It came. It came at long last. It came on an ordinary day. I was in a flurry of anticipation, mind fixed by only half on the day’s tasks as the clock snail-crept to seven p.m. It felt like getting ready for a date: such was the afternoon marked by periodic pleasurable spurts of anxiety. What should I wear? How should I do my hair? Queries flickered across the bottom of my brain-screen like ticker tape, only—they didn’t have to do with a man, and they really weren’t about hair and dresses, not really. My piano was arriving that night. My. My piano. Mine. Mine. (I experimented with the sound of the possessives in my head, unfamiliar in this context.) More than thirty years of waiting and one master’s degree in piano performance, and I was finally getting my own piano.

Nervousness, twitching, furtive clock-watching. What would it think of me? I restlessly scanned potential First Pieces, hearing and rejecting a whole stack of repertoire in my inner ear. (“Too fast. I’m too off my game for that.” “Too bombastic. I don’t want to scare it.” “Too easy. I want to hear polyphony. It probably does too.”) The instrument must have heard, felt many other First Pieces—it dated from the late 1940s, presumably after Baldwin had been permitted to resume making pianos following a wartime government ban on that endeavor. Maybe someone had inaugurated her ownership of it by plunking out “Some Enchanted Evening” from Rodgers and Hammerstein’s 1949 megahit South Pacific? Then the next person, singing off-key as he clumsily found the chords of some 1970s Barbara Streisand schmaltz? And then I imagined a music major had walked into a dingy practice room and dashed off Liszt’s Mephisto Waltz #3, a bit more timeless but a lot more intimidating than just about anything else the little upright had ever experienced. In the end I settled on the only music that made sense, the only music that had ever made real sense to me at all. Bach. The Little Black Dress of the keyboard canon: always appropriate, never gaudy, equally capable of motion towards the simple or the ornate. The Italian Concerto; some movements of a Partita. Only this music seemed able to sustain the weight of the moment.

A few months later we knew each other better. The instrument has taken root, looking as if it grew here. I know now that the C an octave above middle C is noticeably weaker than the surrounding notes, and I take care to voice it louder when I play. I know the pedals creak a little bit, and I mostly block out the sound that used to bug me. I look at our wedding photo on top of the piano and wonder how many other framed photographs its handsome dark walnut top has carefully borne up into the air. And I try to puzzle out—as everyone does during autumn, if she is honest—why it should be that we are here, and they are not, and this dead thing, this dead wood, has outlived the once-living and probably will again. I sit down to practice (Bach again, still), and am joined by our small daughter, not yet a year old but tall enough and nosy enough to stand on tiptoe and mash bass notes with tiny fingers. She shrieks in delight, and now a third melody suddenly enters the first movement of the Partita in C minor. Polyphony becomes cacophony. Layers of time and meaning accumulate as my mind’s eye all at once images an old photograph of me on my mother’s lap, plucking at piano keys with 6-month-old fingers, and sees just as clearly my own daughter’s child pecking away at this very Baldwin. I do not come from a family that ever had much to hand down, but I think I am about to break the trend.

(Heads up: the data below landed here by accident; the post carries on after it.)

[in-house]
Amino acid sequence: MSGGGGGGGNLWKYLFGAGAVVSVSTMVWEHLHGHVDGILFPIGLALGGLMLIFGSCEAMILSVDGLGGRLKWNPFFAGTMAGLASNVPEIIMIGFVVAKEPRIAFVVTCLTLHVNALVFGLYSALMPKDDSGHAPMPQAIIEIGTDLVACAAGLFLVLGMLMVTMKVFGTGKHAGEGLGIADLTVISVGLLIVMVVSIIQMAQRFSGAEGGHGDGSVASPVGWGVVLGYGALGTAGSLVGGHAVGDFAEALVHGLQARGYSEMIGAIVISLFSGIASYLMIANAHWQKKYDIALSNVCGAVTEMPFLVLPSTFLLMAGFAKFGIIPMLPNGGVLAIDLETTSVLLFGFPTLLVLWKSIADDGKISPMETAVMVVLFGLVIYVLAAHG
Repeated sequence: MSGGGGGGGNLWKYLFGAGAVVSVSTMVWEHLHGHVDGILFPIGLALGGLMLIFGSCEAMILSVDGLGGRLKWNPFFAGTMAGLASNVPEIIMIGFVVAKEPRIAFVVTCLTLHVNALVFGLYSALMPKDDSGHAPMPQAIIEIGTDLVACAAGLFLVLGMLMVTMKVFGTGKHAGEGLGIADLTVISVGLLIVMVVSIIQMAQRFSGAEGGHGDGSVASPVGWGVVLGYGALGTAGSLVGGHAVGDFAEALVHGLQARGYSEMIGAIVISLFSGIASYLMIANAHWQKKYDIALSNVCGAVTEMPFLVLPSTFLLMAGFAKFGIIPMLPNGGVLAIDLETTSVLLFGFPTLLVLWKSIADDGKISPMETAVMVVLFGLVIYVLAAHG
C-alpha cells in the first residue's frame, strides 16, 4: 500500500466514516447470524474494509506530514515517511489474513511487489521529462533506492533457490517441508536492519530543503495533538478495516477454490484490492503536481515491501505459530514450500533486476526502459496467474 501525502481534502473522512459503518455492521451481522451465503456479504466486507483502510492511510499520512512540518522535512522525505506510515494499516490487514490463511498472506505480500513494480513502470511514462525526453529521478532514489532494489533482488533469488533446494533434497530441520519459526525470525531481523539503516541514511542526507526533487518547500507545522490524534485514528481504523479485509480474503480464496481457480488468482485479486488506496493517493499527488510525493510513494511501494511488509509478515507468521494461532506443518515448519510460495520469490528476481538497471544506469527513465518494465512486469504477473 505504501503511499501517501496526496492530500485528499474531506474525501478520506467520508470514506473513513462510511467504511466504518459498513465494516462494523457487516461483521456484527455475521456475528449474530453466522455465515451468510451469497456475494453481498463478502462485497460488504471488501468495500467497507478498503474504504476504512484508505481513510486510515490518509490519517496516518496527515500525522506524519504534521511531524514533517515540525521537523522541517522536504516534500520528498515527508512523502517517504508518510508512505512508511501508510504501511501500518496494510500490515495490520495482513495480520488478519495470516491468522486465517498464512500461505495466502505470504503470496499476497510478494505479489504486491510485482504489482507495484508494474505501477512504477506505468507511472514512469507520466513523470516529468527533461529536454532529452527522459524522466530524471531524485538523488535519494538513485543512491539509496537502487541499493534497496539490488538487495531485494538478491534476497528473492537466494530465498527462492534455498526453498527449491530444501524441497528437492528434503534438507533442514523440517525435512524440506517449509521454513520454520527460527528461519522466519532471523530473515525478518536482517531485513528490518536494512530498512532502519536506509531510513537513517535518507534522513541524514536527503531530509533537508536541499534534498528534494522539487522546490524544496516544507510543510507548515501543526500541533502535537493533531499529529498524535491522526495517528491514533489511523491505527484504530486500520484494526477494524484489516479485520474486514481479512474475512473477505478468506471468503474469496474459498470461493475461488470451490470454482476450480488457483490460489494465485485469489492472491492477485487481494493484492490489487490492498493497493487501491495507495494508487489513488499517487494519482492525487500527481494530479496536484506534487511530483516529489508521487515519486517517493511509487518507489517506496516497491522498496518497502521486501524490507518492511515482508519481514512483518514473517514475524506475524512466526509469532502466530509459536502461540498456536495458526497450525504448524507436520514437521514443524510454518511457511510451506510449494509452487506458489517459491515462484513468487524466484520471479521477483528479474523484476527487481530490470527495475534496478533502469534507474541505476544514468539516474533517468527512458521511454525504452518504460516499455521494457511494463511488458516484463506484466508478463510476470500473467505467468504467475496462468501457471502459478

I am not sure who had the piano before, but feel that it imparts the same stinging blend of comfort and sadness harbored by my Edwardian engagement ring: this old thing has made others happy, and they have gone hence, and are no more seen, but this inanimate, unbreathing object remains, echoing departed voices. For me it has been a christening; for the piano it has been a rebirth. And for the piano it has been a christening; and for me it has been a rebirth.